Liquidity in some of the world’s biggest derivatives markets has dried up this week amid increasing fears over the health of the international financial system.
Over-the-counter trading in derivatives of equities, credit and interest rates have all seen much lower volumes as problems in financial markets have prompted investors to sit on the sidelines…
Analysts said flows had slowed to a trickle this week – even lower than in the summer when the credit squeeze was at its peak – as investor appetite for risk had diminished amid talk of potential bank defaults…
David Brickman, head of European credit strategy at Lehman Brothers, said: “Generically, trading volumes [in credit derivatives] are a lot lower than they were in the summer.
“The theory is that if people can’t trade bonds, they’re going to go to CDS [credit default swaps]. But in an environment like this you can’t get liquidity on single-name CDS either. That just leaves the indices.”
And a more colorful confirmation comes from a reader:
To remind you we have been short the ABX CMBX and CDX since last January. To keep this short I will summarize my points.
1. Our counterparties are Bank of America and Barclays. We only have ~20 million in equity and were allowed to go short the market 150M notional by posting 3% margin. Presumably the numbers are similar for someone who wanted to go long (should be a little higher).
2. After July hit we were no longer allowed to take ‘new’ short positions. We were originally told that we are allowed to close out our shorts at any time but not allowed to open a new one. So we couldn’t roll into the on-the-run series or move our shorts up the capital structure as the environment continued to deteriorate.
3. My original thought was that they wanted to artificially prop up the market because the market makers may have too much of a net long exposure – and they are extrememely concerned – or they have someone on the proprietary desk that got themselves into a pickle. So I thought this would pass in a few weeks and we could move our position around.
4. Today I still cannot open a new position. In the past few months a few friends have been let go from some of the larger banks and have shed light on the topic. The reality is that they are concerned about collecting from hedge funds that were long. Although this is just hearsay from friends – it completely matches my own experience. To further the point – working with the collateral team at BOA in pay as you go contracts – they are a mess. They are overdrafting accounts – forgetting to pull money when its due – they can’t reconcile a mistake in less than 8 weeks. It’s a debacle.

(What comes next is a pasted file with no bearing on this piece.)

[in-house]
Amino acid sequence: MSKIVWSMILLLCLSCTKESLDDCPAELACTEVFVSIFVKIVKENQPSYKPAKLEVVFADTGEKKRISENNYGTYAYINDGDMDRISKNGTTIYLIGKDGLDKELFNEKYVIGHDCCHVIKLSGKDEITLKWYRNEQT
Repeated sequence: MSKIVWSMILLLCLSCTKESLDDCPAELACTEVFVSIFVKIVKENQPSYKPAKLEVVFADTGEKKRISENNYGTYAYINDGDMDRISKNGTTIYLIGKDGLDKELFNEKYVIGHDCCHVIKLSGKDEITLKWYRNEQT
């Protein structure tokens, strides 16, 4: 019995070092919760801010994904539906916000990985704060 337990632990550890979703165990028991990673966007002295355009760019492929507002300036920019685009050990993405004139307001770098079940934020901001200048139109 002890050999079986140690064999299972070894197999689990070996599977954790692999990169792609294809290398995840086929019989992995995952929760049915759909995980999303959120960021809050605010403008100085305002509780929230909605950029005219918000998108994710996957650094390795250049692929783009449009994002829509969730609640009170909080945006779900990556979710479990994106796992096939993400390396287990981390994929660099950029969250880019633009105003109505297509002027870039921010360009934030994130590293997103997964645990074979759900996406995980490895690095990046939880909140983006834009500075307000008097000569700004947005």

The credit teams for these banks may have been allowing hedge funds to trade at excessive leverage without enough controls. They most likely were basing margin requirements on the volatility of the security (or contract). I am a firm believer that this type of analysis blinds analyst to real risk and gives them unjustified confidence in how ‘secure’ they are – but that’s another story. I am not going to pretend I can estimate these losses or give accurate numbers to even shed light – but this is definitely and ‘unknown unknown’ with a high potential impact. As Nassim Taleb would say – this has the makings of a Black Swan.
What seems odd, given all the foregoing, is that Swiss Re, admittedly a new player but one with a small book, is the only concern to have reported CDS losses. Someone has to be on the other side of the eyepopping trades entered into by Paulson & Co. and for that matter, Goldman, which has been short mortgage-related credits. That raises the question of how much latitude financial firms have in marking their derivative books (and auditors have no hope of getting to the bottom of their economics).
The other open question is what happens to the CDS market as banks continue to shrink their balance sheets? CDS have become integral to the way a lot of players measure and manage credit risk, but if the market becomes illiquid, there will be a lack of reliable price information and a dearth of protection sellers to write new contracts.
If you’d like to worry even more about CDS, this post from “CDS: Phantom Menace” from Sudden Debt is insightful.